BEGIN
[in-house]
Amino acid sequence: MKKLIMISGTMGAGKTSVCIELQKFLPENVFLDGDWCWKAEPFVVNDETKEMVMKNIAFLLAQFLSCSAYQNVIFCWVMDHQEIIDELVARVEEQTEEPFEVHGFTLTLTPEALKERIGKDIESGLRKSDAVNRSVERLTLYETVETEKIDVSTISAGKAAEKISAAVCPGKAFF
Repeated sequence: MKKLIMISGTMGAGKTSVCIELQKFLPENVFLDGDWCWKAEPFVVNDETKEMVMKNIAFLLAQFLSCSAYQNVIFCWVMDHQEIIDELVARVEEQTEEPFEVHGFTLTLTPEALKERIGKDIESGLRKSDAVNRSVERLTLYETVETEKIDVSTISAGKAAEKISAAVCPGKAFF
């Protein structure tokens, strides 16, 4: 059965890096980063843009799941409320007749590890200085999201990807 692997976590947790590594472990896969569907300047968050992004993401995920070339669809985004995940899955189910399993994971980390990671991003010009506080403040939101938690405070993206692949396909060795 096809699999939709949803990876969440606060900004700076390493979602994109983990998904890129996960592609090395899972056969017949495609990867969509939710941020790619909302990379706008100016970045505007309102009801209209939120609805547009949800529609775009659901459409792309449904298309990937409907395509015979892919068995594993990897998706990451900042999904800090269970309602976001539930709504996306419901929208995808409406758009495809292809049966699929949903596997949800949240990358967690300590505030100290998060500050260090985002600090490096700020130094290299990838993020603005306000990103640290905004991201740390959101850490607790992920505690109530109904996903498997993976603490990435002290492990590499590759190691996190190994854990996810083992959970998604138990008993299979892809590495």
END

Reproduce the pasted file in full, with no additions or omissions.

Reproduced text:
[in-house]
Amino acid sequence: MKKLIMISGTMGAGKTSVCIELQKFLPENVFLDGDWCWKAEPFVVNDETKEMVMKNIAFLLAQFLSCSAYQNVIFCWVMDHQEIIDELVARVEEQTEEPFEVHGFTLTLTPEALKERIGKDIESGLRKSDAVNRSVERLTLYETVETEKIDVSTISAGKAAEKISAAVCPGKAFF
Repeated sequence: MKKLIMISGTMGAGKTSVCIELQKFLPENVFLDGDWCWKAEPFVVNDETKEMVMKNIAFLLAQFLSCSAYQNVIFCWVMDHQEIIDELVARVEEQTEEPFEVHGFTLTLTPEALKERIGKDIESGLRKSDAVNRSVERLTLYETVETEKIDVSTISAGKAAEKISAAVCPGKAFF
């Protein structure tokens, strides 16, 4: 059965890096980063843009799941409320007749590890200085999201990807 692997976590947790590594472990896969569907300047968050992004993401995920070339669809985004995940899955189910399993994971980390990671991003010009506080403040939101938690405070993206692949396909060795 096809699999939709949803990876969440606060900004700076390493979602994109983990998904890129996960592609090395899972056969017949495609990867969509939710941020790619909302990379706008100016970045505007309102009801209209939120609805547009949800529609775009659901459409792309449904298309990937409907395509015979892919068995594993990897998706990451900042999904800090269970309602976001539930709504996306419901929208995808409406758009495809292809049966699929949903596997949800949240990358967690300590505030100290998060500050260090985002600090490096700020130094290299990838993020603005306000990103640290905004991201740390959101850490607790992920505690109530109904996903498997993976603490990435002290492990590499590759190691996190190994854990996810083992959970998604138990008993299979892809590495």